According to official results announced by Kenyan media on Sunday, Deputy President William Ruto has taken the lead in a close presidential contest.
This comes after more riot police were deployed inside the national election tallying centre following scuffles and complaints by party agents.
As the country awaits official results from last Tuesday’s election, the altercation highlighted frayed tempers and high tensions within the national counting hall. Online, some poked fun at the commotion, noting that the rest of the country is calmly waiting for it to end.
Ruto won 51% of the vote in the presidential election, with Raila Odinga, the leader of the left-leaning opposition party, receiving 48% of the vote, according to official certified figures provided by the Nation media group.
Kenya, the richest and most stable country in East Africa, but with a history of violence following disputed elections, has been on edge due to media confusion regarding vote tallying and the slow pace of development by the electoral commission.
On Sunday, Shauntv was unable to gain access to the official vote tally in the presidential campaign. Hours before, a live feed had been available showing the results from the national tallying centre.
A commission official told Shauntv to watch the live stream to find out the final score. However, other election authorities indicated they were unable to deliver the data.
On Saturday, when little over a quarter of votes were counted, official figures showed that Odinga had received 54% of the vote and Ruto had received 45%.
The winning candidate must receive at least 51.9% of the vote. Within seven days of the vote, the commission must announce the victors.
At 1800 GMT on Sunday, a preliminary calculation by Shauntv showed Ruto with little under 52% and Odinga with 47.5% in terms of constituency-level results. Less than one percent of the vote was split between two obscure candidates.
Shauntv did not count 19 forms due to missing or invalid signatures, totals, or other information.
A final total may be revised if inconsistencies are found during official verification, although the preliminary count is based on forms that are subject to change.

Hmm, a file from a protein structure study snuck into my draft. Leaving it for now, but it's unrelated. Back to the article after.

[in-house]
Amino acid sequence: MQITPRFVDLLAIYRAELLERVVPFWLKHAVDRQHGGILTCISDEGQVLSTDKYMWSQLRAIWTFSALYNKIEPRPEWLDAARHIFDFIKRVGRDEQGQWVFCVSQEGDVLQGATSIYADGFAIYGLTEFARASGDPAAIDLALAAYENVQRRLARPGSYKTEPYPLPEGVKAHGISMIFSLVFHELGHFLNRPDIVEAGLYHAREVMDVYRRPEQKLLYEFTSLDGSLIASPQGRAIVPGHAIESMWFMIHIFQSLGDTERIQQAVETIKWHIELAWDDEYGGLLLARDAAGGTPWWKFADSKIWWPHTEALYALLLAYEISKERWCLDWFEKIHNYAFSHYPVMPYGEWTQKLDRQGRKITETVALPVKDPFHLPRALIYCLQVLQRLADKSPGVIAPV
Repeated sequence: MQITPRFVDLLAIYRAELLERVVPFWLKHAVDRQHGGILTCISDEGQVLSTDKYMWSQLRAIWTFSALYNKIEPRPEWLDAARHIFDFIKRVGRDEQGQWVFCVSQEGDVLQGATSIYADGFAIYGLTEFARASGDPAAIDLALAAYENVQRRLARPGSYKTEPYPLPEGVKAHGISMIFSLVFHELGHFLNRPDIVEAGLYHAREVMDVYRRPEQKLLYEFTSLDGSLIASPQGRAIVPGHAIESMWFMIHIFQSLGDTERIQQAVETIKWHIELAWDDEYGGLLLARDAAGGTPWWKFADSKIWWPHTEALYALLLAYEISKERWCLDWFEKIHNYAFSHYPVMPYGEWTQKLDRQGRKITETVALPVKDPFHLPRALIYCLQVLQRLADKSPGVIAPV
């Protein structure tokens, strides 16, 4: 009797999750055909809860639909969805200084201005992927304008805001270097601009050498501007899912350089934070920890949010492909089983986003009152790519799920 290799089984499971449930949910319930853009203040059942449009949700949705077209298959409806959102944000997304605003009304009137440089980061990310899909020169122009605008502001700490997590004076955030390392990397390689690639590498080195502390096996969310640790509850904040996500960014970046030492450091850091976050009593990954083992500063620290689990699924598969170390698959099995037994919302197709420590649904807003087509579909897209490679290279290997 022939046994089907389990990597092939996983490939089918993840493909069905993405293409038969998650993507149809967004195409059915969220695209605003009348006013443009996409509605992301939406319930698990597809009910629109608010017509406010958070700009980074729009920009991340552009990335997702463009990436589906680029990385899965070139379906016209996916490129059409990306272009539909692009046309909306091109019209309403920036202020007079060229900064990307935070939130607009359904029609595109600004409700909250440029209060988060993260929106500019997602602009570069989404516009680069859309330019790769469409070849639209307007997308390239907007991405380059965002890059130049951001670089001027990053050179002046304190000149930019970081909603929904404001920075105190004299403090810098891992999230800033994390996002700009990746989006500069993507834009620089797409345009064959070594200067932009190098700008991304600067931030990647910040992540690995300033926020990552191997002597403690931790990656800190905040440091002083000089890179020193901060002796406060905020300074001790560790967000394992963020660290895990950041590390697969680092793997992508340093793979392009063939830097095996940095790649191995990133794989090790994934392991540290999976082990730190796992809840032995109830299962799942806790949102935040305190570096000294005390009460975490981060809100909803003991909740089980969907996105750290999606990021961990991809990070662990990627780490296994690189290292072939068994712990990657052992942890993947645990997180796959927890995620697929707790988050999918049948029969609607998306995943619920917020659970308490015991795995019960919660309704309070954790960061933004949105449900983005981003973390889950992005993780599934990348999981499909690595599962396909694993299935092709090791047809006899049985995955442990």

More than 1,200 people were killed in unrest that broke out after claims of rigging in 2007, and more than 100 were killed in violence that broke out after allegations of rigging in 2017.
Both Odinga and Ruto want to succeed Uhuru Kenyatta, who can only serve two terms as president. Kenyatta and Ruto had a falling out during the 2016 election, and Kenyatta has since publicly endorsed Odinga for president.
Kenyatta leaves office having saddled the country with debt from costly infrastructure projects and having failed to address the systemic corruption that has eroded faith in government at all levels. Both food and fuel prices are expected to rise rapidly under the next administration.
Kenyatta’s legacy has been unpopular, even in regions where he has traditionally won with a landslide, and this is reflected in Ruto’s excellent performance.
Many eligible Kenyan voters abstained because they felt uninspired by either candidate.
On Sunday, Johnson Sakaja, a member of Ruto’s party, was elected governor of Nairobi, the richest and most populated of Kenya’s 47 counties.
Party representatives at the Bomas tallying centre have becoming increasingly upset as the close contest has lasted. At after 11 p.m. on Saturday, Raila Odinga’s chief agent Saitabao ole Kanchory seized a microphone and proclaimed, “Bomas of Kenya is a scene of crime,” before authorities cut off his transmission.
Agents from both parties fought each other, the police, and election officials, and at one point tried to drag an official outside.
Kenyans, after seeing the sights on national television, encouraged their leaders to mature.
Human rights activist Alamin Kimathi tweeted, “The irresponsible behaviour at Bomas by so-called leaders, which might swiftly ignite the country, must be called out.” “The drama needs to stop. Proceed with the plan.”